They say America is a melting pot, but let’s think of it as a fruit basket. Different body shapes are associated with each gender and type of fat[10]Pear-shaped women have more padding around the butt and thighs (hence, apple bottom jeans — not be confused with apple shape!). These areas harbor mostly subcutaneous fat. Apple-shaped men and women, or those with fat around the middle, have more visceral fat (the dangerous kind). Banana-shaped are relatively thin throughout, or have a more equal distribution of fat. And we can’t forget beer bellies! Beer guzzlers beware — tummies full of Budweiser also count as dangerous visceral fat[11][12].

While calculating body mass index (BMI) is a helpful tool to assess the overall health of an individual’s weight, determining a waist-to-hip ratio with a measuring tape is a better method to pinpoint belly fat[13]Calculate waist-to-hip ratio by dividing the waist’s circumference at its narrowest point (use the belly button as a guide) by the hips’ circumference at their widest points (near the top of the bony protrusions). Ratios of 0.8 and below are healthy, and those above 0.8 suggest an increased risk for heart disease and diabetes. Some studies have found waist circumference to be a better determinant and to better express the amount of belly fat present[14]. Measure waist circumference at the spot right above the hip bones right afer breathing out. Risk for developing obesity-related health problems (like cardiovascular disease) increases in women with waists larger than 35 inches and in men with a circumference large than 40 inches.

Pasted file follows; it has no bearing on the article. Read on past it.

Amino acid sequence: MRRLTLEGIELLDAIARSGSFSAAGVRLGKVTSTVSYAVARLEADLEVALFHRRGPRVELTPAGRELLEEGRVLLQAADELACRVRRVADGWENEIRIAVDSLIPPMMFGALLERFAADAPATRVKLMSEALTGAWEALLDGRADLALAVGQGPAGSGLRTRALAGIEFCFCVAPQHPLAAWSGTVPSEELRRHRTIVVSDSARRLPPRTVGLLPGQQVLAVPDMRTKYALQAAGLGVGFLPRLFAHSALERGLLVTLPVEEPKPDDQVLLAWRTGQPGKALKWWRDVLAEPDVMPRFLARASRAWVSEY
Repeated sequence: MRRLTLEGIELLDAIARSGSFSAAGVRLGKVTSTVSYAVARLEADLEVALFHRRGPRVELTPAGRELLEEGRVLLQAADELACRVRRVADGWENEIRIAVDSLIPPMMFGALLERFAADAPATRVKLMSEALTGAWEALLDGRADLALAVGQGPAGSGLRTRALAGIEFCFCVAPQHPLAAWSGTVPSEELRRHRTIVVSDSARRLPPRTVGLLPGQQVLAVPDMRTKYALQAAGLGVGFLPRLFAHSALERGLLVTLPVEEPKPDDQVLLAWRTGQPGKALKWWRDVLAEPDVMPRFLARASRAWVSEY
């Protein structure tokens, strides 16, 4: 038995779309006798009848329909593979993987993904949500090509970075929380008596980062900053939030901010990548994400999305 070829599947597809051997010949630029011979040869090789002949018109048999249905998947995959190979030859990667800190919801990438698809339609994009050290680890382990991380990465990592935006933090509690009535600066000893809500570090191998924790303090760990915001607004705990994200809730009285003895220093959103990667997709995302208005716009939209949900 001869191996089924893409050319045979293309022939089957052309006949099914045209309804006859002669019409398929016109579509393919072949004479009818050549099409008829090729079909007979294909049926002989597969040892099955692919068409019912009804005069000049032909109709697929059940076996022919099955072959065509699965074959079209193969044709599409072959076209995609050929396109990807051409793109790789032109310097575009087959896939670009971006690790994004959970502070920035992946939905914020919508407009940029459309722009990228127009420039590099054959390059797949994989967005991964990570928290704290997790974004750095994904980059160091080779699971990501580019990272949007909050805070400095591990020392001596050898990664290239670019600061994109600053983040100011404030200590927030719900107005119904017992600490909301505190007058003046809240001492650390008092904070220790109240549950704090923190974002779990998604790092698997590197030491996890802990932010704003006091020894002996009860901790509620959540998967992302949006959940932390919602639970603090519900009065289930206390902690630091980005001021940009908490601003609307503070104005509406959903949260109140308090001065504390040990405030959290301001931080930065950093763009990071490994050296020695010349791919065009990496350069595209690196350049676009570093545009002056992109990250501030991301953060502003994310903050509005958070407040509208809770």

Ready to battle the bulge? Thankfully, visceral fat typically surrenders to diet and exercise. Trim the fat with the four pillars of a healthy middle: exercise, diet, sleep, and stress management. While core exercises such as the plank and crunches will firm up abs, they won’t blast the belly fat that lies underneath. Instead, try moderate or vigorous intensity aerobic activity — recent research suggests that sprinting is the best way to lose the love handles[15][16][17]. Complement aerobics with diets low in saturated fat, cholesterol, and carbohydrates (beer lovers, beware), and considerprotein-rich meals and low-fat snacks[18]. And don’t forget to manage life stressors and catch plenty of Zzzs — increased cortisol levels (the stress hormone) and lack of sleep are both tied to abdominal weight gain[19][20].

The Takeaway

Belly (aka visceral) fat can be more harmful than other types in terms of leading to bigger health issues. The good news? It also surrenders more easily to improved fitness and diet than other types!

This article was read and approved by Greatist experts Sherry Pagoto and Lisa Moskovitz

What do you think about the debate between BMI or waist circumference being the better determinant of health risks? Join the conversation in the comments section below!